2) World-centric: there are slime/algae-rich biomes. Most bases start with one nearby. However, there is no biome which actually generates algae or oxygen, so those locations will get mined out. Technology levels unlock more options, but they feel anemic. There are areas of the map which have oxygen in them, but none have enough oxygen to matter. There are special stones which emit oxygen, but it seems they are never fully contained, so within a few days they have all burned out everywhere in the world.

3) Scout-centric: about the only oxygen-related things you can scout for are slime puffers. These (slowly) cycle poison into slime. Normally, that slime re-emits the poison, forming a permanent cycle. You can painstakingly herd them into farms and use alternate poison sources to create slime, but herding them is extremely laborious and each one doesn't even seem to support a single person's breath after all the conversions are factored in.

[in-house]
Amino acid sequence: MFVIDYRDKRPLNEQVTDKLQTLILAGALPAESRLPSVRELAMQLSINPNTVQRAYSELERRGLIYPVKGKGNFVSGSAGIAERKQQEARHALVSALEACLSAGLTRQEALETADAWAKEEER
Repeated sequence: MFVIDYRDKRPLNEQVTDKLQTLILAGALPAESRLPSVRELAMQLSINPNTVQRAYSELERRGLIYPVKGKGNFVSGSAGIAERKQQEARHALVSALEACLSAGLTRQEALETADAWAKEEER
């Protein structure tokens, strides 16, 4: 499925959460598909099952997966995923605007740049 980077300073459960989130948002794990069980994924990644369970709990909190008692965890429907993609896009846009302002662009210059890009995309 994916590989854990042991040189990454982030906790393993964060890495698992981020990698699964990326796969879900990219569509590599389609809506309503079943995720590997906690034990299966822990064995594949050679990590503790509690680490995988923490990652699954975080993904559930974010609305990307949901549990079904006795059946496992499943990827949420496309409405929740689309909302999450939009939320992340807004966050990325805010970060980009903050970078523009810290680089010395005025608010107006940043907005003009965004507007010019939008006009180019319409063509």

4) Physics-centric: because your team can hold their breath and will walk to where there is oxygen to breath, it is possible to save on oxygen generation by only filling the top layer of your base with oxygen, reducing the loss of oxygen through secondary costs such as being absorbed into rock or lost through an airlock. This is, however, marginal. I would love to have a physics-based solution for creating algae, or even directly creating oxygen.

5) Avoiding it: your crew can breath poison, at least in this update. They really don't like to, but they can. Poison sources are extremely easy to find, to the point where avoiding them is a big part of the game. Instead, embrace the filth and you don't even have to worry about it.